Republican presidential nominee Donald J. Trump was in Detroit on Saturday, where he attended worship service at Great Faith Ministries International Church on the city’s west side. Trump was a guest of Great Faith’s Bishop Wayne T. Jackson, who was also scheduled to interview Trump on Detroit-based Impact Network, the country’s only African American-founded, owned, and operated Christian broadcast television network.
Trump’s visit to the church had been much publicized, as he wanted to address African Americans, a move that he hopes will motivate black voters to vote for him in November’s General Election. Most polls have Trump’s number of black-voter support hovering around one or two percent.
While Trump was making his case to be President of the United States at Great Faith, to a cordial congregation of worshippers, outside the church walls the atmosphere and feelings for Trump were much different. Hours before the 11 am church service began, protesters, close to 800 people, had gathered outside to loudly voice their disdain for Trump’s presence in the city and at the black church, as well as his overall presidential bid and platform. There were dozens of signs and banners of protest, some of which read: “Dump Trump,” “What do we have to lose? Our dignity,” “Moms Against Trump,” “Trump is a racist,” and more.
Among the many protesting groups voicing their objections were The Council of Baptist Pastors of Detroit and Vicinity (CBPDV), a group of predominately black Baptist pastors and leaders whose mission is to nurture, develop, train, and support area pastors/ministers, while rendering leadership that address community and social issues. The group held an outside press conference.
“As faith leaders, we understand the importance of moral leadership, treating others as we want to be treated, setting an example for our children, and speaking out for the marginalized,” said Pastor Lawrence C. Glass Jr., CBPDV’s president. “As it relates to Donald Trump’s bid to become President of the United States, we must speak out and make sure that bigotry is replaced with decency in our politics. Morality is paramount. The President of the United States must lead by example. There is no place for “do as I say and not as I do’ rhetoric.”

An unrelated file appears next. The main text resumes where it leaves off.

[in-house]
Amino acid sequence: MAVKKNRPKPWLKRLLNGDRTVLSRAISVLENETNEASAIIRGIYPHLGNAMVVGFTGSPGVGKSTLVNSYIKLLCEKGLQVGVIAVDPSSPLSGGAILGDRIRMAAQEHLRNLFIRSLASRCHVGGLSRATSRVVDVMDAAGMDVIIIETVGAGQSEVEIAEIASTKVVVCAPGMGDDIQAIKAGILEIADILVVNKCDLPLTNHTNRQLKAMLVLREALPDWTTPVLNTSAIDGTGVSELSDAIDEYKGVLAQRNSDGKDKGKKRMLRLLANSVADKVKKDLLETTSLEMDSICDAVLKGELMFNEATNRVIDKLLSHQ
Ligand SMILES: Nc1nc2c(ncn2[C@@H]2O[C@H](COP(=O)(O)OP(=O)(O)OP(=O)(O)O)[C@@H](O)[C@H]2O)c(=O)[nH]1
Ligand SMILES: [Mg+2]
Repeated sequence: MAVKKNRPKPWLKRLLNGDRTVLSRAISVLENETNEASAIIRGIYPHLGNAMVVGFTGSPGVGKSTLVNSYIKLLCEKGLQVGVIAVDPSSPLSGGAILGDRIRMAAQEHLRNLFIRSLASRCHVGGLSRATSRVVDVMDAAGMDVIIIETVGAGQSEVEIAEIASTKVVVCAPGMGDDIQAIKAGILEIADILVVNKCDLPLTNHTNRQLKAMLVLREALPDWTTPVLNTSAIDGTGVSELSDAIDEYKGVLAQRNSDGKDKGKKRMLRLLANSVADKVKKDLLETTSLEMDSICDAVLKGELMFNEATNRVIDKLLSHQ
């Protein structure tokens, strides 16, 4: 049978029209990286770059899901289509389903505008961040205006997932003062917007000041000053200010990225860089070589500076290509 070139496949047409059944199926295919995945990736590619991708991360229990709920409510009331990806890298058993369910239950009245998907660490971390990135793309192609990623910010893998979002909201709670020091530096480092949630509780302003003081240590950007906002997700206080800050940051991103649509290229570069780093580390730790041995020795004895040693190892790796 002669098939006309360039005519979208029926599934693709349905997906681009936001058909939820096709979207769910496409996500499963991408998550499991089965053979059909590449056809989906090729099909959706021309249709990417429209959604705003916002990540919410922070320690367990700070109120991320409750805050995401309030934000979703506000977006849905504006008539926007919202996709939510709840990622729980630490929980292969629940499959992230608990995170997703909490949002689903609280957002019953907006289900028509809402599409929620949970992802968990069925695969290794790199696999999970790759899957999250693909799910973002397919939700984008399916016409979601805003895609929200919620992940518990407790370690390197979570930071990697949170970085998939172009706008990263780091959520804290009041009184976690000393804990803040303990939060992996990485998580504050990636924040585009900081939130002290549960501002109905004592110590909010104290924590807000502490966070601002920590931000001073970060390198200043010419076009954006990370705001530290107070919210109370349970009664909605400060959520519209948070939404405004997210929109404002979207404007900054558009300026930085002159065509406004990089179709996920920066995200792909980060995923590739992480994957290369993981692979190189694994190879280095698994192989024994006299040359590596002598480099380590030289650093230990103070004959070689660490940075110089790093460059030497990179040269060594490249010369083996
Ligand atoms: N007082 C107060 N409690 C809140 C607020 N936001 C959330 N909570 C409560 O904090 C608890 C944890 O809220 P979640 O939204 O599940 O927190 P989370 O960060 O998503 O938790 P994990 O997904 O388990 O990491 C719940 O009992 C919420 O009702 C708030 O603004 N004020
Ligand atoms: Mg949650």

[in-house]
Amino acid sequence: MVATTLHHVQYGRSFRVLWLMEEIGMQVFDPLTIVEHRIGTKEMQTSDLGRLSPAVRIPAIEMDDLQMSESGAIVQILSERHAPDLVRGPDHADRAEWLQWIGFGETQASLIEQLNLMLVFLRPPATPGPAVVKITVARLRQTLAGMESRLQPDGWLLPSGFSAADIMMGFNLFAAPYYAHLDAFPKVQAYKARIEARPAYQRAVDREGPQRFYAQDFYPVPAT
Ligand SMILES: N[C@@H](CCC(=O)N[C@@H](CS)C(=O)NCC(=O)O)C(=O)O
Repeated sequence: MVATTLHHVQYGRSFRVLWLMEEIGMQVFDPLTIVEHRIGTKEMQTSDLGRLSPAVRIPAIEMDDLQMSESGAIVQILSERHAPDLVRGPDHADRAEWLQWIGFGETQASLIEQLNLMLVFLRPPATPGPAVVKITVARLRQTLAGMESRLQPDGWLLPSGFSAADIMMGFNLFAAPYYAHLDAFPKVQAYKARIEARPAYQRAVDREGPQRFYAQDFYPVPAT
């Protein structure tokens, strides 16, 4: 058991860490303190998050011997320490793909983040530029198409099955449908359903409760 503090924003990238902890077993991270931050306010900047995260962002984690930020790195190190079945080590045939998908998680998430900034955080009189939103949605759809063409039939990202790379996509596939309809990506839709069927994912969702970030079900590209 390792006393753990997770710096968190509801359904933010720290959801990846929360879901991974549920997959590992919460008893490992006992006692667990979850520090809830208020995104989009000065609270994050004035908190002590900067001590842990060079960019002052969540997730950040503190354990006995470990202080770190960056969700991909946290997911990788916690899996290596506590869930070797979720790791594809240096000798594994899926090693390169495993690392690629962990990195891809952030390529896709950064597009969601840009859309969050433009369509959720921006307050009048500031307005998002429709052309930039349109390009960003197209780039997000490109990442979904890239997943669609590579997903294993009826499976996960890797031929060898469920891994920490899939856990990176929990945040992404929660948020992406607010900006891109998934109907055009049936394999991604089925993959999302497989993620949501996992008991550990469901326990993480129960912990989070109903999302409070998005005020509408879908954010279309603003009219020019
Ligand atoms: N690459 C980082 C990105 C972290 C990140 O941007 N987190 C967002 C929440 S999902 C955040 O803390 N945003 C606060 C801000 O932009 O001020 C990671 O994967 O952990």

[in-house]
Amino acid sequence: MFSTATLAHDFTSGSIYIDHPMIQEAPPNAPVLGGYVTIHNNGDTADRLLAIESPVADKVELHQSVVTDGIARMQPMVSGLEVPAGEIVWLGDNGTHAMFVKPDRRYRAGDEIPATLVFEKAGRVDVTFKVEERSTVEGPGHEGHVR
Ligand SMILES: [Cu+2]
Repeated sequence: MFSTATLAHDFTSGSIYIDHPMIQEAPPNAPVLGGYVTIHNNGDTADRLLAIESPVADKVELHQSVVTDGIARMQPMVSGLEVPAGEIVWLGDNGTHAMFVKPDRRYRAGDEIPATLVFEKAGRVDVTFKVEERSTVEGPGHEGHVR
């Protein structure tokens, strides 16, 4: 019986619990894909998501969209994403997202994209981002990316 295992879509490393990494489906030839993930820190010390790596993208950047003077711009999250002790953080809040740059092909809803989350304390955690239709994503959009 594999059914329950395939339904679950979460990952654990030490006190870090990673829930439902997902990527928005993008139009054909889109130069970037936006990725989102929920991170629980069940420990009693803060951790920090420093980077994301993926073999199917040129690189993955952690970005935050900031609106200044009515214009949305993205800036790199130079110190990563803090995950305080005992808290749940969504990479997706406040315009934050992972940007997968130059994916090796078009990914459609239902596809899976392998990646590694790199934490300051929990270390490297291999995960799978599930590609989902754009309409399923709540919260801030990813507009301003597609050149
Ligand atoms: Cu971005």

Glass continued. “Will the leader of the United States of America, whose motto is ‘In God We Trust,’ stand on the principles of the Almighty? If so, racism, bigotry, misogyny, hate speeches, sexism, divisiveness, threats, a call to do harm, discrimination, bullying, and fear mongering have no place in the White House in the greatest country in the world.”
Standing shoulder-to-shoulder with DBPDV at the outdoor press conference were other spiritual leaders representing diverse faiths and religions throughout metro Detroit.
“Donald Trump as our president would take us in a very dangerous direction for our nation,” said Imam Mohammad Ali Elahi, from the Dearborn Heights –based Islamic House of Wisdom. “We are worried about Donald Trump supporting racism, worried about Donald Trump being a cancer that will promote xenophobia. We are worried that his rhetoric is dividing us, instead of talking about the real issues such as poverty, improving family conditions, building better schools in Detroit, taking on the issues of drugs and so many other problems. Donald Trump is talking about building walls, when he should be talking about building unity and human rights. We cannot support a candidate to be our president, who promotes bigotry and insults to all minority groups.”
While there were loud and emotional cheers for the all speakers, perhaps one of the most riveting moments amid the protesters was when a large group of people, led by Rev. Horace Sheffield III, marched in unity up to the barrier that the Detroit Police Department had set up at the entrance of the church’s parking lot. The group had marched about 10 blocks from the DABO/Horace Sheffield, Jr. Center to the church.
As the group stopped and chanted at the barrier, four Detroit police officers, on horses, waded into the crowd to keep people from advancing onto the church’s grounds.
“At first I thought back to the 1960s, when I used to see white officers on horses trample and beat black protesters in Selma and Birmingham,” said Clayton R. Smith, Sr., who said he migrated to Detroit from Alabama in the early 1970s. “The four white officers on horses in that crowd were unnecessary.”
“Bringing in the horses were uncalled for,” said Sheffield. “One young lady was hit by a horse and her shoulder was broken. That’s an issue that we have.”
Sheffield also reflected on Donald Trump and the presidential candidate’s visit to the church.
“To have this type of scripted event at this church is appalling,” he said. “If Donald Trump wants to really engage the black community, then the black community should be a part of what’s going on here. However, I ‘m glad to see so many people (protesters) show up. But I could never envision a pastor of any church telling people that they needed tickets to come to a church service. My ticket was paid for with the blood of Jesus Christ, the blood of our martyrs like Dr. Martin Luther King, Jr., and the blood of those four little girls killed in the church bombing in Birmingham, Alabama in 1963. But, we will continue to mobilize to dump Trump.”